Bass leads Seraphic Fire in a glowing and memorable Christmas program

By Lawrence Budmen

James Bass led “A Seraphic Fire Christmas” Saturday night at All Souls Episcopal Church in Miami Beach.

Amid the annual holiday bustle of shopping and traffic, “A Seraphic Fire Christmas” has offered a perennial balm for the spirit and the senses. Saturday night’s performance at All Souls Episcopal Church in Miami Beach was that and more. Under associate conductor James Bass, the choir exceeded its previous holiday offerings in sheer beauty of singing and depth of expression.

“I Saw Three Ships” by Edwin Fissinger immediately established the smoothness and velvety blend that Bass drew from his 13-voice forces. His leisurely tempo and wonderfully varied and nuanced dynamics made even this familiar carol sound new and fresh. Bass’s program astutely mixed Christmas favorites with recent and less familiar fare and different versions of holiday standards.

“Adeste Fideles” began with the men’s voices singing the original spare Gregorian chant before the full choir joined them for “O Come All Ye Faithful,” the English version that has come to be familiar across decades and centuries. There was a freshness to the beautifully harmonized choir’s singing that blew away the dust of less artful traversals.

Three arrangements by Seraphic Fire artistic director Patrick Quigley were inventively varied and intelligently conceived. The burnished vibrance of John Buffet’s mellow bass embellished the Appalachian carol “Jesus, Jesus Rest Your Head” with the group’s signature choral sonority coming to the fore. 

The straightforward, intimate expression of Tivoli Treloar’s rendering of John Jacob Niles’ “I Wonder as I Wonder” carried its own eloquence. “Jesus en Pesebre” by William Kirkpatrick appended “Away in a Manger” to rapt effect, Alexandra Colazzi’s alto sailing over the chorus. Bass’s own arrangement of Michael Praetorius’ “In Dulci Jubilo” divided the singers into two groups, providing a joyous antiphonal effect superbly controlled by Bass.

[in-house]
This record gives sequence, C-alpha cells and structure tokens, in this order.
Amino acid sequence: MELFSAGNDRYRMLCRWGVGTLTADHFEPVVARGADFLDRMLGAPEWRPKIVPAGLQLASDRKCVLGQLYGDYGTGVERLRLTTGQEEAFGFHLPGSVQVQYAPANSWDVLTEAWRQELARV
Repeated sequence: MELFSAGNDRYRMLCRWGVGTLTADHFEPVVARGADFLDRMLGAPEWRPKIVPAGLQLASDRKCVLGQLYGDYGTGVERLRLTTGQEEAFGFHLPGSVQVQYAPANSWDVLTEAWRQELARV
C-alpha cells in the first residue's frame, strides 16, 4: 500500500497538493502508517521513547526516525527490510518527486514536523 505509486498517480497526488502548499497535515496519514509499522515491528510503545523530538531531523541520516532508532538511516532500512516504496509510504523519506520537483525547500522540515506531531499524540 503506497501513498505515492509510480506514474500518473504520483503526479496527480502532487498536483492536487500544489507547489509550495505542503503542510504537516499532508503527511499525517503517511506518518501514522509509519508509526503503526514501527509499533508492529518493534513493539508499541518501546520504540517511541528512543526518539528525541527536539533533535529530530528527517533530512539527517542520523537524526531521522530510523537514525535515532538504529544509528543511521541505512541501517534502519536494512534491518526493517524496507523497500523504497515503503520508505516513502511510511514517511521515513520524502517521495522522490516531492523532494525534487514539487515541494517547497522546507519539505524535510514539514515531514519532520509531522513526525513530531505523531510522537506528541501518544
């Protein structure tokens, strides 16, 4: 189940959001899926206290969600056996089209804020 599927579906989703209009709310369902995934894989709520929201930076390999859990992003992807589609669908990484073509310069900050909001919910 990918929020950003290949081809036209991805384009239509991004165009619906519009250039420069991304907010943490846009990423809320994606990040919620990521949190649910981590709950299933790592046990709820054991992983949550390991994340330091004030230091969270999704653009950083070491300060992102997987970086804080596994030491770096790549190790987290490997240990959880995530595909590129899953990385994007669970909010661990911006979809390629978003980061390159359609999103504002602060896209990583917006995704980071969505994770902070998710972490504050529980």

Two versions of “Adam Lay y Bounden” were strikingly contrasted. The text tells of Adam’s release from four thousand years of bondage for his sin of biting the apple, his freedom due to the joyful celebration of Jesus’s birth. The setting by John Ireland (Benjamin Britten’s teacher) is a lovely, easy listening edition that was sung with an almost pop choral sensibility. The version by British composer and choral director Matthew Martin commences with an almost Renaissance sound, becoming ever more complex in lines and harmony. The challenges of Martin’s composition posed no problem for the Seraphic Fire singers, their intonation and sonority resounding superbly in the high-ceilinged, darkened sanctuary.

An exquisite arrangement by Timothy C. Takach of the Huron carol ‘Twas in the Moon of Wintertime was followed by Susan LaBarr’s invigorating adaptation of the Basque carol “The Angel Gabriel from Heaven Came.”  “All Beautiful the March of Days” by Chicago-based composer James Kallenbach, a Seraphic Fire commission, sings forth with a gorgeous melody, rendered in sumptuous tones. This lovely creation could become a holiday standard.

One can hardly imagine a Seraphic Fire Christmas concert without Elizabeth Poston’s “Jesus Christ the Apple Tree.” Led by the purity of Chelsea Helm’s high soprano with the choir members surrounding the audience, the vignette remains irresistible. 

Gottfried Wolters’ “Maria Durch Ein Dornwald Ging,” popular in German-speaking countries, was deeply moving in its warm depiction of Mary walking through a garden with the baby Jesus. A different setting of “Away in a Manger” by Norwegian minimalist Ola Gjielo was imbued by soprano Elise Albian with emotional force as the choir hummed wordless lines, (Bass left the podium, leaving the rostrum to the singers for this fine contemporary take on a classic text.)

Two spirituals by William Dawson (1899-1990) caressed jaded ears. Rebecca Myers’ silvery soprano captured the uniquely American melodic path of “Mary Had a Baby.” There was a snappy beat in the down-home call and response iteration of “Ain’-a that Good News.”

Quigley’s arrangement of “Silent Night” opened with the female voices softly singing the melody before the full vocal component joins with a finely variegated take on this Christmas classic. The choir exited down the isles with lit candles as they finished singing the carol, an apt conclusion to a gloriously conceived and performed concert in the true spirit of the holidays.

Seraphic Fire repeats the program 7 p.m. Sunday at All Saints Episcopal Church in Fort Lauderdale; 7 p.m. Tuesday at St. Gregory’s Episcopal Church in Boca Raton; 7:30 p.m. Wednesday at St. Sophia Greek Orthodox Church in Miami; 8 p.m. Friday at Church of the Little Flower in Coral Gables; and 4 p.m. Sunday at the Moss Cultural Arts Center in Cutler Bay.

Posted in Performances

Leave a Comment

Sun Dec 11, 2022
at 12:41 pm
No Comments